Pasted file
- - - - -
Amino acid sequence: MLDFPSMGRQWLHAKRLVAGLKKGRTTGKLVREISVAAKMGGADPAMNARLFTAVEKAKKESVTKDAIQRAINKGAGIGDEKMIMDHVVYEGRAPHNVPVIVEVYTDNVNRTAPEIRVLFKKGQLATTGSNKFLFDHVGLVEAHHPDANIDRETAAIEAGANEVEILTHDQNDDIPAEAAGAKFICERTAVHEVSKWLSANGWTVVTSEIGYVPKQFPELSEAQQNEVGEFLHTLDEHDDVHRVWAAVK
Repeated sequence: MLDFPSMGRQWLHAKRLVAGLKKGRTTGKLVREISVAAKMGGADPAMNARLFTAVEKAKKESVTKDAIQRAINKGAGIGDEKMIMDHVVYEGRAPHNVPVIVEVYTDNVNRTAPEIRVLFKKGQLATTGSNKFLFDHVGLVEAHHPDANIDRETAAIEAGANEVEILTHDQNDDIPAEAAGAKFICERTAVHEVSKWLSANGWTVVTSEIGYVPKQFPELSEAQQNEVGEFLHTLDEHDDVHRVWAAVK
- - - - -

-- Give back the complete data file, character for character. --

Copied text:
Amino acid sequence: MLDFPSMGRQWLHAKRLVAGLKKGRTTGKLVREISVAAKMGGADPAMNARLFTAVEKAKKESVTKDAIQRAINKGAGIGDEKMIMDHVVYEGRAPHNVPVIVEVYTDNVNRTAPEIRVLFKKGQLATTGSNKFLFDHVGLVEAHHPDANIDRETAAIEAGANEVEILTHDQNDDIPAEAAGAKFICERTAVHEVSKWLSANGWTVVTSEIGYVPKQFPELSEAQQNEVGEFLHTLDEHDDVHRVWAAVK
Repeated sequence: MLDFPSMGRQWLHAKRLVAGLKKGRTTGKLVREISVAAKMGGADPAMNARLFTAVEKAKKESVTKDAIQRAINKGAGIGDEKMIMDHVVYEGRAPHNVPVIVEVYTDNVNRTAPEIRVLFKKGQLATTGSNKFLFDHVGLVEAHHPDANIDRETAAIEAGANEVEILTHDQNDDIPAEAAGAKFICERTAVHEVSKWLSANGWTVVTSEIGYVPKQFPELSEAQQNEVGEFLHTLDEHDDVHRVWAAVK